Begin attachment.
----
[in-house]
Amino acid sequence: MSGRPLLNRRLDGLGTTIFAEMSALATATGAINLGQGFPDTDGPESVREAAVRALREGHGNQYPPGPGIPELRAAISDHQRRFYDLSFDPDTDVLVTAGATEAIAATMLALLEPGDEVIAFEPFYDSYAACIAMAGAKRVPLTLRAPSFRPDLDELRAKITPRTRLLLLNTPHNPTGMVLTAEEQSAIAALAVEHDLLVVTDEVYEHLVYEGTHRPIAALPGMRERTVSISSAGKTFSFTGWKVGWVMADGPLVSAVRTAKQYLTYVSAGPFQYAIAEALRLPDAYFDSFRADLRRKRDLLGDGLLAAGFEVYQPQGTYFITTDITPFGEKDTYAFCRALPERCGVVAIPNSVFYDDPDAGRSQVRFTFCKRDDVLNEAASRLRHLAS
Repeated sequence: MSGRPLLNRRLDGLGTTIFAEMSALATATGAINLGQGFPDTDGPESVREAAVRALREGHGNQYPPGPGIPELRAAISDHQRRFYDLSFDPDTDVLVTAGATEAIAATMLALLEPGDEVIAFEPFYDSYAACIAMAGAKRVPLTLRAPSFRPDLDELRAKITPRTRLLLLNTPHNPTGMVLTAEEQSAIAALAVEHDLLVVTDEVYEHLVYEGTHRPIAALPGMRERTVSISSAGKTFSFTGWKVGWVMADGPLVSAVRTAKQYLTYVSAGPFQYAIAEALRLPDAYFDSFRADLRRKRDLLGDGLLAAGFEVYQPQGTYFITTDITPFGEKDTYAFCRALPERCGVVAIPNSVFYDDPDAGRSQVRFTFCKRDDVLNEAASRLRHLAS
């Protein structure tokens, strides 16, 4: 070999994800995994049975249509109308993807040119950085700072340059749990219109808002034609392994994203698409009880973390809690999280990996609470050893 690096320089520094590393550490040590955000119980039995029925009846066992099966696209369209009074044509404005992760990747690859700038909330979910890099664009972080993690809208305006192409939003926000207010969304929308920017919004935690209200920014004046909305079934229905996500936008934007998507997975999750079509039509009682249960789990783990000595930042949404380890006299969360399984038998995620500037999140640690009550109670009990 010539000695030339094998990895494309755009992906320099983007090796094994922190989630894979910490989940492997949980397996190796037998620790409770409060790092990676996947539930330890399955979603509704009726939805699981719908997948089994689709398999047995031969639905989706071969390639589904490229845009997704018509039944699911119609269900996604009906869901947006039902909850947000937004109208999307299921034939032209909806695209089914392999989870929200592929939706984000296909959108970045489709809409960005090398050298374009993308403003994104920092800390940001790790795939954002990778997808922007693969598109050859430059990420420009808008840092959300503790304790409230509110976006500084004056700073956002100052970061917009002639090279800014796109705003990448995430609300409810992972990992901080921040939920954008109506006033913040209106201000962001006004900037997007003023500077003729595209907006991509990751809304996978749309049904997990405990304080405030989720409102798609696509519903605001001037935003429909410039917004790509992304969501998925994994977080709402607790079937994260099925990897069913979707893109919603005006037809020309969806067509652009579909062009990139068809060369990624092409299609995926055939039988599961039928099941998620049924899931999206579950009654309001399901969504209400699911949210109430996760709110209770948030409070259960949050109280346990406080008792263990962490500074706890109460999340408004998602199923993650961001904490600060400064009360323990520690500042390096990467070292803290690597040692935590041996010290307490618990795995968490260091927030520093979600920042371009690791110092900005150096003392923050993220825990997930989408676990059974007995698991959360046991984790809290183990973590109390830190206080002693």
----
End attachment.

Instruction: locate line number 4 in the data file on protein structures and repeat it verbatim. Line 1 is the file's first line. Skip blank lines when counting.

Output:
């Protein structure tokens, strides 16, 4: 070999994800995994049975249509109308993807040119950085700072340059749990219109808002034609392994994203698409009880973390809690999280990996609470050893 690096320089520094590393550490040590955000119980039995029925009846066992099966696209369209009074044509404005992760990747690859700038909330979910890099664009972080993690809208305006192409939003926000207010969304929308920017919004935690209200920014004046909305079934229905996500936008934007998507997975999750079509039509009682249960789990783990000595930042949404380890006299969360399984038998995620500037999140640690009550109670009990 010539000695030339094998990895494309755009992906320099983007090796094994922190989630894979910490989940492997949980397996190796037998620790409770409060790092990676996947539930330890399955979603509704009726939805699981719908997948089994689709398999047995031969639905989706071969390639589904490229845009997704018509039944699911119609269900996604009906869901947006039902909850947000937004109208999307299921034939032209909806695209089914392999989870929200592929939706984000296909959108970045489709809409960005090398050298374009993308403003994104920092800390940001790790795939954002990778997808922007693969598109050859430059990420420009808008840092959300503790304790409230509110976006500084004056700073956002100052970061917009002639090279800014796109705003990448995430609300409810992972990992901080921040939920954008109506006033913040209106201000962001006004900037997007003023500077003729595209907006991509990751809304996978749309049904997990405990304080405030989720409102798609696509519903605001001037935003429909410039917004790509992304969501998925994994977080709402607790079937994260099925990897069913979707893109919603005006037809020309969806067509652009579909062009990139068809060369990624092409299609995926055939039988599961039928099941998620049924899931999206579950009654309001399901969504209400699911949210109430996760709110209770948030409070259960949050109280346990406080008792263990962490500074706890109460999340408004998602199923993650961001904490600060400064009360323990520690500042390096990467070292803290690597040692935590041996010290307490618990795995968490260091927030520093979600920042371009690791110092900005150096003392923050993220825990997930989408676990059974007995698991959360046991984790809290183990973590109390830190206080002693």